The KC Rep’s Fearless Fête shows off a newly remodeled theater
Nearly 40 years since it was first erected at 49th and Cherry, the Kansas City Repertory Theatre has gotten its first makeover. In November, the Rep unveiled a new main stage as well as several renovations and amenity expansions. The upholstery is bright and plush; the stage floor has been reconstructed; the bathrooms are gleaming.
It’s all for the patrons, says Executive Director Angela Gieras. Ahead of the Rep’s annual gala fundraiser, the Fearless Fête, I spoke with Gieras about the impact she hopes the renovation will have on the audience’s experience, and the role of the Rep in Kansas City.
The Pitch: Tell me about the renovations. How long have they been going on? What was the impetus behind them?
Gieras: The building has not had a major renovation since 1979, when it was built. There were systems that were out of date, and there were things — like our restrooms — that were out of date for our patrons. So our focus was about creating a better environment for the patrons that came to see our work, and we wanted them to enjoy coming to the Rep more. We wanted to set up what the future would look like for the Rep, which is what we felt we were renovating for, so it was about setting expectations for what the future of the Rep would be. We’re a vibrant, modern company, and we wanted our environment to reflect that.
Let’s talk about the Fearless Fête and the idea behind it. What kind of show is it? What will patrons be doing and hearing?
The first part of the evening is food and cocktails. There’s interactive things involved — we have Guitar Hero stations and fake tattoos. Everything is rock-and-roll-themed throughout, and we encourage people to come in costume. It’s fun, because people really do take the theme seriously. We’ll begin the evening with cocktails and food; we have 10 restaurants participating this year. That’ll start at 7 p.m. We have a silent auction and raffle, and at 9 p.m. we’ll move into the theater for a music review celebrating rock musicals. So there will be the favorite performances from Tommy and Hair and different iconic musicals.
With so many rich cultural events going on Kansas City on any given night, tell me how you feel the Fearless Fête — and the Rep itself — fit into the landscape.
I think Fearless Fête, and particularly with the gala this year, it merges music and theater really well. I think people will come to see an exciting show, but they’re also supporting one of the largest nonprofit theater companies in the area, and Fearless Fête is the No. 1 fundraiser in the organization. We serve over 10,000 kids through our education programs annually, so it’s one of those opportunities for people to be hedonistic do-gooders. You can do good and have a great time doing it.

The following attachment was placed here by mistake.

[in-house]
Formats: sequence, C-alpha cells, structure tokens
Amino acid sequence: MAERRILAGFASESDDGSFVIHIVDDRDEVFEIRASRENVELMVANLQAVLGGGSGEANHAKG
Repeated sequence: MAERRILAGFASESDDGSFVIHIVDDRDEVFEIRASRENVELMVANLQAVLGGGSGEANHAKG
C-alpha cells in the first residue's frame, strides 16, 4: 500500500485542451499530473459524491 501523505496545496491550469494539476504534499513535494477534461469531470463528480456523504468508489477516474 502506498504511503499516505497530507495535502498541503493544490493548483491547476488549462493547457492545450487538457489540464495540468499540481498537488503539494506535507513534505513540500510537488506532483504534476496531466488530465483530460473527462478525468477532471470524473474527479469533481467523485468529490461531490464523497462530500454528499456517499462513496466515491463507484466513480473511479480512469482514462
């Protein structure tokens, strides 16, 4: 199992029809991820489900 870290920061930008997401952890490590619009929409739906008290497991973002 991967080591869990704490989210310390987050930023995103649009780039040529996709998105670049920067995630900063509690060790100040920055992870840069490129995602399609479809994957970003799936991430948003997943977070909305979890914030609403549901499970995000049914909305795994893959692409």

I think in the cultural landscape, we’re the flagship organization for theater that’s produced in this city, and we take that role very seriously. We view the KC Rep as an opportunity for people to come in and see theater for the first time, and then they’ll go forth to enjoy the many types of theater companies throughout the region. As a result of that, we do a very great variety of repertoire in a given year — classical musicals, classics, brand-new plays — it’s a little bit of everything, because we serve a little bit of everybody.
You’ve got a big job, overseeing an organization with a lot of moving parts, and that can sometimes take away the shine of a position like yours. How do you continue to find joy in your work?
My greatest joy in my work is when I’m able to sit in the back of the theater and watch people have profound experiences on our stage. Sometimes people see themselves onstage [through the artists], and many times they don’t. And it’s in the those moments, when they don’t see themselves, that they’re developed into more passionate, compassionate and understanding audience members. That’s what theater does best, and it’s why I love coming into work and why I think most of the people who work here, work here.
Friday, May 20
KC Repertory Theatre